Ganymede, get ready for your close-up.

No probe has gotten a good view of Jupiter’s largest moon since 2000 when NASA’s Galileo spacecraft swung past the strange world, which is the largest moon in the whole solar system. But on Monday (June 7),  at 1:35 p.m. EDT (1735 GMT), NASA’s Juno spacecraft will skim just 645 miles (1,038 kilometers) above Ganymede’s surface, gathering a host of observations as it does so.

“Juno carries a suite of sensitive instruments capable of seeing Ganymede in ways never before possible," principal investigator Scott Bolton, a space scientist at the Southwest Research Institute in San Antonio, said in a NASA statement. “By flying so close, we will bring the exploration of Ganymede into the 21st century.”

Ganymede is a fascinating world for scientists. Despite its status as a moon, it’s larger than the tiny planet Mercury and is the only moon to sport a magnetic field, a bubble of charged particles dubbed a magnetosphere. Until now, the only spacecraft to get a good look at Ganymede were NASA’s twin Voyager probes in 1979 and the Galileo spacecraft, which flew past the moon in 2000.

NASA’s Juno Set for Close Encounter with Jupiter’s Moon Ganymede, Meghan Bartels, SPACE.com, Scientific American

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Sun Quake...

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The first coronal mass ejection, or CME, observed by the Solar Orbiter Heliospheric Imager (SoloHI) appears as a sudden gust of white (the dense front from the CME) that expands into the solar wind. This video uses different images, created by subtracting the pixels of the previous image from the current image to highlight changes. The missing spot in the image on the far right is an overexposed area where light from the spacecraft solar array is reflected into SoloHI’s view. The little black and white boxes that blip into view are telemetry blocks – an artifact from compressing the image and sending it back down to Earth.
Credits: ESA & NASA/Solar Orbiter/SoloHI team/NRL

Topics: Astronomy, Astrophysics, ESA, Heliophysics, NASA

For the new Sun-watching spacecraft, the first solar eruption is always special.

On February 12, 2021, a little more than a year from its launch, the European Space Agency, and NASA’s Solar Orbiter caught sight of this coronal mass ejection or CME. This view is from the mission’s SoloHI instrument — short for Solar Orbiter Heliospheric Imager — which watches the solar wind, dust, and cosmic rays that fill the space between the Sun and the planets.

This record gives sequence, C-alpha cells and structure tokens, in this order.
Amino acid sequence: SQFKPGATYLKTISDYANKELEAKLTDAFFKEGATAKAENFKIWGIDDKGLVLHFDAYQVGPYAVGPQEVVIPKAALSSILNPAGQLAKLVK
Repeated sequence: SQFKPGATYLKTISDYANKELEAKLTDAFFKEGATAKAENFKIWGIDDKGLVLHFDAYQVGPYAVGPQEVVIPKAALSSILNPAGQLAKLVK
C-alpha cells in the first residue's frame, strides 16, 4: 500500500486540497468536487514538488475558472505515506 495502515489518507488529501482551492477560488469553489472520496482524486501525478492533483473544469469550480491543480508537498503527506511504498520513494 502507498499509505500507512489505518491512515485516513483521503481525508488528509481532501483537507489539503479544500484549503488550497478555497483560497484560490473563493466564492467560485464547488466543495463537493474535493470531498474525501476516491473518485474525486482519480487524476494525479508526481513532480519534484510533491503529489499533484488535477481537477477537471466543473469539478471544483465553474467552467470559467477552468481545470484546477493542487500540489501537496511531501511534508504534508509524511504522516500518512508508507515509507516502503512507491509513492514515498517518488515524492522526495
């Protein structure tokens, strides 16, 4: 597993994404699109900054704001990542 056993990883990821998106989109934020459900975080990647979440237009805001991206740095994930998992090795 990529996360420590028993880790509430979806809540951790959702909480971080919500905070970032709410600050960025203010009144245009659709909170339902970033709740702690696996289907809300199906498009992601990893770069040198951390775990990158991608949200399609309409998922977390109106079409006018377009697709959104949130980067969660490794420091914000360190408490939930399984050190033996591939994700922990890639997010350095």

It's a brief, grainy view: Solar Orbiter’s remote sensing won’t enter full science mode until November. SoloHI used one of its four detectors at less than 15% of its normal cadence to reduce the amount of data acquired. Still, a keen eye can spot the sudden blast of particles, the CME, escaping the Sun, which is off-camera to the upper right. The CME starts about halfway through the video as a bright burst – the dense leading edge of the CME – and drifts off-screen to the left.

For SoloHI, catching this CME was a happy accident. At the time the eruption reached the spacecraft, Solar Orbiter had just passed behind the Sun from Earth’s perspective and was coming back around the other side. When the mission was being planned, the team wasn’t expecting to be able to record any data during that time.

A New Space Instrument Captures Its First Solar Eruption, Miles Hatfield, NASA

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40 Years Since STS-1...

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The first mission of the Space Shuttle Program, STS-1, blasts off from launch pad 39A on April 12, 1981, attempting to kick off a new era of rapid access to space.

Topics: History, NASA, Space Exploration, Spaceflight, Space Shuttle

In April 1981, John Young — America’s premier astronaut and one of only 12 people to ever walk on the Moon — was training with co-pilot Bob Crippen for STS-1, the maiden voyage of the space shuttle Columbia. Though eager, Young harbored no illusions that he might never return from this first mission of the Space Shuttle Program.

After rocketing into space, Columbia aimed to circle our planet 36 times over two days. But then, unlike the previous spacecraft, it would glide back to Earth, landing on a runway like an airplane. NASA hoped its reusable fleet of four shuttles — Atlantis, Challenger, Discovery, and Columbia — would launch weekly with crews of up to seven, allowing more rapid access to space than ever before. The Space Shuttle Program promised to both revolutionize and routinize spaceflight.

But, as with all cutting-edge technologies, the risks were severe. A month before STS-1, as Columbia sat on Pad 39A at the Kennedy Space Center in Florida, several technicians were asphyxiated by nitrogen fumes while working in the shuttle’s aft fuselage. Two of them later succumbed to their injuries. The accident served as a deadly reminder that spaceflight is a dangerous business, even when still on Earth.

40 years since the first space shuttle mission, STS-1, Ben Evans, Astronomy